A Wealthy Nation of the Homeless: The United States’ Eviction Crisis

How has COVID-19 contributed to the eviction crisis in the United States? Banner image: Shutterstock/Allen J.M. Smith

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This article is part of a series in which OECD experts and thought leaders — from around the world and all parts of society — address the COVID-19 crisis, discussing and developing solutions now and for the future. Aiming to foster the fruitful exchange of expertise and perspectives across fields to help us rise to this critical challenge, opinions expressed do not necessarily represent the views of the OECD.

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Long before the COVID-19 pandemic, evictions reached crisis proportions in the United States. In 2016, property owners filed 3.7 million eviction cases. This was not an outlier year; the annual number of cases filed stayed relatively stable from 2000 to 2016. Between 1990 and 2020, rents rose and wages stagnated, with shrinking government support for basic needs. As a result: one in every four American renters spent over half of their income on housing in 2018, and out of the millions of renters who qualify for housing assistance, only one in four received it. Eviction irrevocably scars families and causes families to fall into poverty. The effects of eviction include poor physical and mental health, poor access to food, worse educational outcomes, and difficulty obtaining future stable housing.

The COVID-19 pandemic and greatest United States economic downturn since the Great Depression has encouraged emergency policy measures in the form of eviction moratoria, or eviction bans, and increased emergency rental assistance. These are significant, but insufficient stopgaps. Evidence from 2020 reveals both the importance of ensuring comprehensive tenant supports and rights, and the consequences of failing to do so.

The United States must address economic hardship and racism causing the eviction crisis: via public health care, an increase to the minimum wage, paid family and medical leave and other supports

What We Know

Every day, thousands of Americans are being evicted from their homes. The eviction crisis has become the norm, magnifying United States racial and gender inequality. The Eviction Lab has found that evictions affect Black renters, particularly women, at far greater rates. Black renters experience both eviction and the threat of eviction at nearly twice the rate of white renters nationwide, and these patterns have continued during the pandemic, with Black renters greatly over-represented as a proportion of all renters facing eviction.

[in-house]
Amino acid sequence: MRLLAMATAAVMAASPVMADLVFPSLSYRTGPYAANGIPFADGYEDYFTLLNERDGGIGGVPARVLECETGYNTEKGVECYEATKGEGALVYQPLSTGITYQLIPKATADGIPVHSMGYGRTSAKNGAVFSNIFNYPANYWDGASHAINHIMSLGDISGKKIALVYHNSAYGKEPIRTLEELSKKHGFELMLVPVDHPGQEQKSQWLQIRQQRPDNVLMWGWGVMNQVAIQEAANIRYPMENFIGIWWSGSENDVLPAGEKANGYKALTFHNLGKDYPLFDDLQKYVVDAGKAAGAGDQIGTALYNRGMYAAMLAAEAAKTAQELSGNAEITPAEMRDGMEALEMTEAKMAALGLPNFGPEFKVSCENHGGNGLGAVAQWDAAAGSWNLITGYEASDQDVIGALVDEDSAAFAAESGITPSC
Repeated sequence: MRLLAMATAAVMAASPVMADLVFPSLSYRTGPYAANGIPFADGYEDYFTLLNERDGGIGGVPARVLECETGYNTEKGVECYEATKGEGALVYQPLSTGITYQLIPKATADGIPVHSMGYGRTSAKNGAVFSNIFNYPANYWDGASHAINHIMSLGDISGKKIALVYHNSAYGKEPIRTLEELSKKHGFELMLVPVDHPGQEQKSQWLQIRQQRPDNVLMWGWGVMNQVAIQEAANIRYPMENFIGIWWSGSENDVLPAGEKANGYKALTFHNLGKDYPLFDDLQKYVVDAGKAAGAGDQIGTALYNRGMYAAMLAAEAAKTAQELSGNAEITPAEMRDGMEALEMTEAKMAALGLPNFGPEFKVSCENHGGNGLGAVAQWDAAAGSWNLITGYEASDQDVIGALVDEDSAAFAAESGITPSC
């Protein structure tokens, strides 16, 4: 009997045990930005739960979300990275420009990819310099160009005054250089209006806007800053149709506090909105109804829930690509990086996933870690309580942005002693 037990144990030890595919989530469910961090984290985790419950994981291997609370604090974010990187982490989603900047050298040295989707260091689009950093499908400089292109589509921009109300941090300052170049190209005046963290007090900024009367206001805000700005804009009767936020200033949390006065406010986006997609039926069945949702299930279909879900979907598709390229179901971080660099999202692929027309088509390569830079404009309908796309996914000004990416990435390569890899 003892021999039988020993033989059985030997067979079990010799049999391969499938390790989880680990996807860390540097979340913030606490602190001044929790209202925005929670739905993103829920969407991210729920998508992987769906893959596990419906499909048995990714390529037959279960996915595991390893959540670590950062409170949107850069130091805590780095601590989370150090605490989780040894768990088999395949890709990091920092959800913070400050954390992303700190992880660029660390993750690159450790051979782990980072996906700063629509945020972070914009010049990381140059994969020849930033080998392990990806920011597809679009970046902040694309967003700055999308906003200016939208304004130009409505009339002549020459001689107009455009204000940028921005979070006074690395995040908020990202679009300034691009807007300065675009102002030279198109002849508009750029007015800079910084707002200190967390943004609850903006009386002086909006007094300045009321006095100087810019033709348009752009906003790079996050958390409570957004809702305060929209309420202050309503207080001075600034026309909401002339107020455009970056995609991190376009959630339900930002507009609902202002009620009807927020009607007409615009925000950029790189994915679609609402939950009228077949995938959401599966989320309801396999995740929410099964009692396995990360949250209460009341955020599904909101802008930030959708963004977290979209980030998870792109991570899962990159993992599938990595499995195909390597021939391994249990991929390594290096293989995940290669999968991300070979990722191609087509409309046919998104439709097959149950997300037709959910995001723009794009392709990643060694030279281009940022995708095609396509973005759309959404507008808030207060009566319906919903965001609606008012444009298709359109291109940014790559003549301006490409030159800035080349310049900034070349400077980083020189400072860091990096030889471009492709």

Evictions also threaten public health, with greater public health consequences at stake when renters are forced out of their homes. Data collected on eviction filings during the pandemic has found that state-level eviction moratoriums resulted in far fewer cases in 2020 compared to recent years. Minnesota, where the state moratorium has remained in place since 16 March, 2020, has filed only 10% of historical cases. In comparison, neighbouring Wisconsin, where the state-level moratorium ended in May, has seen almost 60% of historical levels of eviction filings during the pandemic. 

Share of all renters and eviction filing defendants, pre-and during-pandemic, by race/ethnicity

Share of renters by race drawn from the American Community Survey. Share of defendants by race from Eviction Lab research. https://evictionlab.org/pandemic-filing-demographics/

Currently, the Centers for Disease Control and Prevention (CDC) eviction moratorium is set to expire on June 30th, 2021. Only 13 of 50 states have additional state eviction moratoria in place, with protections in many of them set to expire at the end of this month.

Based on data collected on evictions during the pandemic, research from the Eviction Lab predicts that there were at least 1.55 million fewer eviction filings nationwide in 2020 than in a typical year.[1] These “missing” evictions are part of the reduction in eviction filings that may be attributed to the protections provided by state, local and federal eviction moratoria. This doesn’t mean that these eviction filings will never happen—rather, they may have been pushed forward to whenever the relevant moratorium ends.

Check out the updated OECD Housing Gateway for a wealth of data and work on housing including our new interactive policy action tool